Stories have been told / Throughout all of mankind’s history
They give us something to hold on to / Passing on the knowledge we had

And when our lives start failing / They will let us flee our own reality

Now here’s where we get into that historical thing. You get more of it with the third selection, A Good Day to Die, which is, IMO, the highlight of the work. Guitarist Scheerlinck commented, “A Good Day To Die is a song of our first demo (still one of my personal favourites). Our two first demo's had a concept : the Cathars. A Good day to Die is about a Cathar who dies, with the Latin lyrics of a Roman Catholic Requiem mass in it.” This one gives us even more Gothic, with that historical thing thrown in. We get killer choral work, symphonics as good as it gets and a sound to take you to the ancient times. For those of you not familiar with the Cathars, they were a people who followed a form of Christianity, a Christian dualist movement that thrived in some areas of Southern Europe a thousand years ago. If you’re familiar with the Dale Brown novel The DeVinci Code, or Holy Blood Holy Grail upon which it is based, you may be familiar with the concept. The movement was largely swept away with the Albigensian Crusade, during the 13th century. A highlight of that genocide was the proclamation of the phrase, “Caedite eos. Novit enim Dominus qui sunt eius.” by the forces of the Catholic church. It means, “Kill them all, the Lord will recognize His own”. It saw a similar popularity during more recent times, generally in connection with the infamous VietNam war. But here we get a musical interpretation that sure sounds good.

The band does a heavier sound as well. Call of the Valkyrie goes in this direction. You get a solid metal sound here, all the guitars you’ll ever need, a harder vocal from the lovely Claudia, drums pounding like the Apocalypse. I wouldn’t say this is the typical sound you get here but, you get some solid metal to carry you into places many of us have an interest in.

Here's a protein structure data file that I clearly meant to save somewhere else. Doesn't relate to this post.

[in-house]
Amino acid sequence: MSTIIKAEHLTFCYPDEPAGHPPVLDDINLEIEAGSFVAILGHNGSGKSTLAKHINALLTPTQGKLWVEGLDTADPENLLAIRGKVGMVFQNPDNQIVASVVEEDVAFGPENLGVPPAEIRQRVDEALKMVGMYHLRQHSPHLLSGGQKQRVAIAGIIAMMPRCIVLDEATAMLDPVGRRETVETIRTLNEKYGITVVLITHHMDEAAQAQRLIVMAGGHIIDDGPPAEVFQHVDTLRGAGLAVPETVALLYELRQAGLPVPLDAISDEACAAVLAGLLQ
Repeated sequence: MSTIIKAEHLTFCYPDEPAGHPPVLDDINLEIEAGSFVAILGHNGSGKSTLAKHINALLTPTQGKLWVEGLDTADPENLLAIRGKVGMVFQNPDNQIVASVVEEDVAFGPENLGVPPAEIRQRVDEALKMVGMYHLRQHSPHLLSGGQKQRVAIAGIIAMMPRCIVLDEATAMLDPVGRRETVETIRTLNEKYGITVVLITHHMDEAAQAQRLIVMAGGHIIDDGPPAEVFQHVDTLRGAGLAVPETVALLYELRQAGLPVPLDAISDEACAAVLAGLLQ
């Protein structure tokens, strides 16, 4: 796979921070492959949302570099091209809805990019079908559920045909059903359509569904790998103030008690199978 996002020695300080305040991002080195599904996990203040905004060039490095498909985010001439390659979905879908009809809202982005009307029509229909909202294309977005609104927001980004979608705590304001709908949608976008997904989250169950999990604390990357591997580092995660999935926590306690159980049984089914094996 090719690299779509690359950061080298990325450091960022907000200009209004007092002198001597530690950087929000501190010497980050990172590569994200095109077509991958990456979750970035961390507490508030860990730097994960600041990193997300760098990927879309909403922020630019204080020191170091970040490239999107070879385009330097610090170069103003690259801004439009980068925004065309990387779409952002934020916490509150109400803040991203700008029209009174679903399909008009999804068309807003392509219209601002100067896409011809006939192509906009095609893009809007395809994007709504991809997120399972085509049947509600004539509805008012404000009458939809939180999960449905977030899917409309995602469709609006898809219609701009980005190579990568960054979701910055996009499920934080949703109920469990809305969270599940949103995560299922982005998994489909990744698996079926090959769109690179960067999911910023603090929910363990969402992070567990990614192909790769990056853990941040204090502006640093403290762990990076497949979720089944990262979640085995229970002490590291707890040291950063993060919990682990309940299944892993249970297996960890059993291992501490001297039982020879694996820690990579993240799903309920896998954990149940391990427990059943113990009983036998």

Will You Be There takes us back to the more traditional Gothic sounds this release seems to focus on. More symphonies, a violin to soothe the crush and a vocal that is more in line with what we can expect here. A solid choral contribution during the break takes us back to that more “ancient” theme that seems to crop up with some degree of regularity. And, again IMO, that choral component is a highlight of the release. There are other sounds that seem to capture something in between. Mother is an interesting title, hard to take this to the Gothic, unless your mother was a real witch which does occasionally happen, or so I’m told. But here, the concept moves towards that Gothic direction:

Where tears are flowing / Our destiny awaits
Sweet little children / In your hands lies our fate

We’re not to blame / Yet under false pretenses
We only look to our comfort / But not to consequences

Whispering Thoughts begins with that violin, then transits to the piano and finally to a crushing metal. Guitars and symphonics take over, but the movement between themes seems to describe the work. The metal, however, may be the highlight. Remember who put this band together.

Valkyre is a solid Gothic metal band; this is a solid metal release. We don’t get an operatic vocal, no death metal vocals so it may not hit all the high points with some. But, with what it does it presents as good as it needs to be. You get the music, you get an interesting lyrical component and it takes you to some sounds you don’t always expect. I find very little fault. I suspect you may agree.